Presented at the Tennessee Reading Association Conference, this presentation looks at the essence of Comprehension and how we can teach comprehension strategies as tools for students to use.
- 1. Just What Does ItMean To Make Sense? Keith Pruitt, Ed.S.Words of Wisdom Educational Consulting www.woweducationalconsulting.com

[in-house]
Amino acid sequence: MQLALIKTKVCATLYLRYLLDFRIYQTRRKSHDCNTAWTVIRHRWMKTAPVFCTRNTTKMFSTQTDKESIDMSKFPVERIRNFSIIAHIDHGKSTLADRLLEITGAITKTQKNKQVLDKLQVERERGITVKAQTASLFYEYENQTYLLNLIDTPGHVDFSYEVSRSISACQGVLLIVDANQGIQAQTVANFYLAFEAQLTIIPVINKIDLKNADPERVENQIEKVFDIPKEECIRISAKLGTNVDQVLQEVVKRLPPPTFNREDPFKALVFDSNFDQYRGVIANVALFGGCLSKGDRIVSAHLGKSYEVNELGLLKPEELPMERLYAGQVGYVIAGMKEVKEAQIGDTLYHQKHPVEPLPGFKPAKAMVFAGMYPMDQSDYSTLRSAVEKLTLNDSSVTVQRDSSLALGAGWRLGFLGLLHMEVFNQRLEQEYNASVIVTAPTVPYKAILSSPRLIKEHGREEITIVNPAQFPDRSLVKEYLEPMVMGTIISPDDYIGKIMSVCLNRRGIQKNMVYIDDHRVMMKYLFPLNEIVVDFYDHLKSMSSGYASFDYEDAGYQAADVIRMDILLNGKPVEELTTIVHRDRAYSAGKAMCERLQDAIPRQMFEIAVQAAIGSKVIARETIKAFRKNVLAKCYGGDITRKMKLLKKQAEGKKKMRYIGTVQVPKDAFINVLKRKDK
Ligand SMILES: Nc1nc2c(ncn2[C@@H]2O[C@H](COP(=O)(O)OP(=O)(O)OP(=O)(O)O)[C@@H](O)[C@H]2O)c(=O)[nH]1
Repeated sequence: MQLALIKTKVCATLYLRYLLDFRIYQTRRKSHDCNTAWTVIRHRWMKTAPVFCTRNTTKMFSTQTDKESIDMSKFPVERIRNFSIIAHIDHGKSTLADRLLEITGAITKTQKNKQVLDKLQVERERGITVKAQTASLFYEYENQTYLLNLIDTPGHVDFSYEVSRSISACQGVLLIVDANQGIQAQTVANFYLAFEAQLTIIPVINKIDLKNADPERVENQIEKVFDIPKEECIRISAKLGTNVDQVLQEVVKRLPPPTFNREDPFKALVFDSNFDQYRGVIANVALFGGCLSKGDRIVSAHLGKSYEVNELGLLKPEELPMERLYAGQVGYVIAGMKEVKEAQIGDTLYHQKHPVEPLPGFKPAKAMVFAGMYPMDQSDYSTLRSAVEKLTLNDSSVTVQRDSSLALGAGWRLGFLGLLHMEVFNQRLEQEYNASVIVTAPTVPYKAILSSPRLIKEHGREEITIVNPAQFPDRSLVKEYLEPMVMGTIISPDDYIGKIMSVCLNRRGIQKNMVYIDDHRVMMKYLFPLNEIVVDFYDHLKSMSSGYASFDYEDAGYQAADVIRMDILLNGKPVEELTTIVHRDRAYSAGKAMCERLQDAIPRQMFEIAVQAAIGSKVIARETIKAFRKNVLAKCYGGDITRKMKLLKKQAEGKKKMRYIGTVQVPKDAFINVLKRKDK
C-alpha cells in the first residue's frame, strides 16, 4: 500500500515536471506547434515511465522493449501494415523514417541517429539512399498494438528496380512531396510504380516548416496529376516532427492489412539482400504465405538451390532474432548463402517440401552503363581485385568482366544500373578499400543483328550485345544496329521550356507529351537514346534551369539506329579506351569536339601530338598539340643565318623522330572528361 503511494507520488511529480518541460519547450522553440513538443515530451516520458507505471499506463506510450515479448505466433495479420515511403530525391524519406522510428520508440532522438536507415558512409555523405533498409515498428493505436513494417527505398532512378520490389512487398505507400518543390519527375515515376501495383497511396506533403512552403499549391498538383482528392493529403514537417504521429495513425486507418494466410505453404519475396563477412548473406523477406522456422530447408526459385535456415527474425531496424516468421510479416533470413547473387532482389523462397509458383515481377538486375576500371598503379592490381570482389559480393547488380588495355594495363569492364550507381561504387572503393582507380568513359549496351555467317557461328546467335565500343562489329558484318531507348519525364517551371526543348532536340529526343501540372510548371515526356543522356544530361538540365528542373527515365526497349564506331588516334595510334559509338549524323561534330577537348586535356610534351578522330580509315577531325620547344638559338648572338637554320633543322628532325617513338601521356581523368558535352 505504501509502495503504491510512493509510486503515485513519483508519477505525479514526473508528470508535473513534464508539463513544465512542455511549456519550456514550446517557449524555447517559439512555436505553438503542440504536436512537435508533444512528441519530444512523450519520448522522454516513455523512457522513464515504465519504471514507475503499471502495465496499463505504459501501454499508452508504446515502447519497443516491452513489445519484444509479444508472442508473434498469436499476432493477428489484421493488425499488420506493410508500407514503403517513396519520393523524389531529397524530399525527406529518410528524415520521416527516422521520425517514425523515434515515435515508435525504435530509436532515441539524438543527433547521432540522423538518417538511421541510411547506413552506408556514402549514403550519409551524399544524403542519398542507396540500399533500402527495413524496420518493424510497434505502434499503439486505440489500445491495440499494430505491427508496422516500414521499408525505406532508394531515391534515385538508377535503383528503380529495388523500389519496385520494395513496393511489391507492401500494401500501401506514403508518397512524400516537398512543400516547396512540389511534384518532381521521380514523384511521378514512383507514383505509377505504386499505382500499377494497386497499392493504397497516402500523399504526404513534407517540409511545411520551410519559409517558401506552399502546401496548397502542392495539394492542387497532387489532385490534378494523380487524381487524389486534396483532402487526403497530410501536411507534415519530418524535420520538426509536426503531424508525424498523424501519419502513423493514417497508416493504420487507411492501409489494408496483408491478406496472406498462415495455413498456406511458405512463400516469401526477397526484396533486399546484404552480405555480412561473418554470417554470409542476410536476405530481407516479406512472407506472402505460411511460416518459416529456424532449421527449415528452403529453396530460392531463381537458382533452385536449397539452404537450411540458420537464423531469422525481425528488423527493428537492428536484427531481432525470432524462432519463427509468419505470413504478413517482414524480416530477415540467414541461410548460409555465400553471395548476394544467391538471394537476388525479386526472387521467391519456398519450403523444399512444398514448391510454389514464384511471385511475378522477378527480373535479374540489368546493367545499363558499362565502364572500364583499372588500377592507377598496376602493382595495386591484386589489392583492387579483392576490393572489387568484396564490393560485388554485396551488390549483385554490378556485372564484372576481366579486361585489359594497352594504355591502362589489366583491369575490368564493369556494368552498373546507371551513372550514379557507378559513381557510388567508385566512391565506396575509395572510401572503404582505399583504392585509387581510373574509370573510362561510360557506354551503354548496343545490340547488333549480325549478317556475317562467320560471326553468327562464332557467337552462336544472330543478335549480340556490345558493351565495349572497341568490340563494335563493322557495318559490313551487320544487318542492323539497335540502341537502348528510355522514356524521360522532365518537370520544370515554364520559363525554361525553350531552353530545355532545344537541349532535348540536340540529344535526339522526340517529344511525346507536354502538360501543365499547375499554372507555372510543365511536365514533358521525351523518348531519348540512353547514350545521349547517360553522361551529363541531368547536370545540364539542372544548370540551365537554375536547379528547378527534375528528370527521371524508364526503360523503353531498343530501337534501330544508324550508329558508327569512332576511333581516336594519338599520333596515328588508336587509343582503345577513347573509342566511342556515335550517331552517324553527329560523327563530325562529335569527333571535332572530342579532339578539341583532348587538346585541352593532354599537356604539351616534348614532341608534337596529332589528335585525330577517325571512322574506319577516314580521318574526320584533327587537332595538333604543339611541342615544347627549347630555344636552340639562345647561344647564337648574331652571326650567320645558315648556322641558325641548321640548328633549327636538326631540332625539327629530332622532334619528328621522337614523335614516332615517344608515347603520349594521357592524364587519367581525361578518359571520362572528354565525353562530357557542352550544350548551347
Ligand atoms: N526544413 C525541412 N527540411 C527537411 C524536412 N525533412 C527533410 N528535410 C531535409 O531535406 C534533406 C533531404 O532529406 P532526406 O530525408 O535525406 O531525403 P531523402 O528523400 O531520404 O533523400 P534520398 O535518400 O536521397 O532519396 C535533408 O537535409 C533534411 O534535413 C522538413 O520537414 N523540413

2. WhatIsComprehension? 3. Some Popular DefinitionsReading comprehension is defined as the level of understanding of a text. Thisunderstanding comes from the interaction between the words that are written and howthey trigger knowledge outside the text. --WikipediaSimply put, reading comprehension is the act of understanding what you are reading.While the definition can be simply stated the act is not simple to teach, learn orpractice. Reading comprehension is an intentional, active, interactive process thatoccurs before, during and after a person reads a particular piece of writing.--Joelle Brummitt-Yale, K12 ReaderAs defined by Partnership for Reading (2005), Reading comprehension is understandinga text that is read, or the process of "constructing meaning" from a text.Comprehension is a "construction process" because it involves all of the elements of thereading process working together as a text is read to create a representation of the textin the readers mind. 4. To What Degree is this Input Comprehensible?regards situation Markstrong usLincoln stationassassination word? Thus 1. Can I understand each cartonstyle language at the word level.comprehension is available partition2. But can one make sense of this as a text? 5. In regards to the assassination ofLincoln, Mark was reading a book whilesitting on a carton at the train station.He had a strong feeling from thelanguage of the author that he felt thePresidents style of governing haddisturbed many people. Hisunwillingness to partition off the southhad enabled us to heal as a nation.Otherwise, the situation could haveended very differently.Has the dynamic of comprehension changed? 6. What is the level of UnderstandingHere?A related observation about the F distributionis that it is positively skewed, not symmetric asare z and t. This is because F is alwayspositive: It is the ratio of variances, both ofwhich are positive, so F itself must be positive.There is no left-hand tail of F because the Fdistribution ends abruptly at 0.Russell T. Hurlburt (2003). Comprehending Behavioral Statistics. Thomson: Australia, p. 336.Who Moved My Cheese? 7. Can You Read This?fi yuo cna raed tihs, yuo hvae a sgtrane mnid tooCna yuo raed tihs? Olny 55 plepoe out of 100 can.i cdnuolt blveiee taht I cluod aulaclty uesdnatnrd waht I wasrdanieg. The phaonmneal pweor of the hmuanmnid, aoccdrnig to a rscheearch at Cmabrigde Uinervtisy, itdsenot mtaetr in waht oerdr the ltteres in a wrod are, theolny iproamtnt tihng is taht the frsit and lsat ltteer be in therghit pclae. The rset can be a taotl mses and you can sitllraed it whotuit a pboerlm.. Tihs is bcuseae the huamn mniddeos not raed ervey lteter by istlef, but the wrod as a wlohe.Azanmig huh? yaeh and I awlyas tghuhot slpeling wasipmorantt! Now again we have changed the traditional rules of comprehension. 8. Jamikas Story What is Involved In Comprehension?What Does it Mean to Understand?Making Sense of text based on authorsintention and message.Understanding how the words interplayto relay a message.To exercise intellectual muscleTo connect with a text in a meaningfulway 9. strategic readers are more active readersand that active readers both retain more andare more likely to apply what they rememberin new contexts. --Mosaic of Thought, 2nd Edition (2007)Keene & Zimmermann To create strategic readers theteacher must first create readers who can make sense of reading text. This is done by putting tools in their belt. 10. How Can I Help Students to Make Sense of Texts?By thinking in terms of Comprehension Strategies, a teacher can focus on thenecessary tools for comprehension. 11. The new student had longdark hair and a chiseled chin.Making Connections 12. Use Think Aloud to Model Make Connections I am thinking this character reminds me of an uncle of mine who farmed out in South Dakota. 13. Now ask students to make connections. In your writing journal, pleasetell me what character inSarah, Tall and Plain, you mostrelate to and why? 14. Asking Questions 15. Have students ask each other questions Why do you thinkthe little boy isbeing silly with Sally? 16. What questions would you have about these pictures and this story? Picture Walks are a greatopportunity for children topose questions? 17. BloomsTaxonomy NewOldFrameworkFramework 18. How Does ThisTransform the type of questioning done in the classroom? 19. Who is the story about? Jack and JillWhat did they do?Why did they go up the hillto fetch a pail of water?How do you know that waswhere the well was?So let me ask anotherquestion, why wouldanyone put a well on top ofa hill? 20. Creating a Visual ImageTell a partner what visual images are created with the following reading.The snow covered peaks grew larger on thehorizon as we approached the last two miles ofour long journey. The slopes would be packedwith powder and the hordes taking advantageof an early season. We had awaited thisgetaway all summer; now the time was hereand we were anxious to take to the lifts. 21. Now Lets Put This in Reverse andCreate Words from an Image.Tell your partner a story based on the picture you see. 22. In this presentation we have buttouched briefly on the idea of whatit really means to make sense of text and some methods.Keene & Zimmermann, Mosaic of Thought Keene, To UnderstandHarvey & Goudvis, ComprehensionToolkit 23. Thank You Keith Pruitt, Ed.S.Words of Wisdom Educational Consultingwww.woweducationalconsulting.com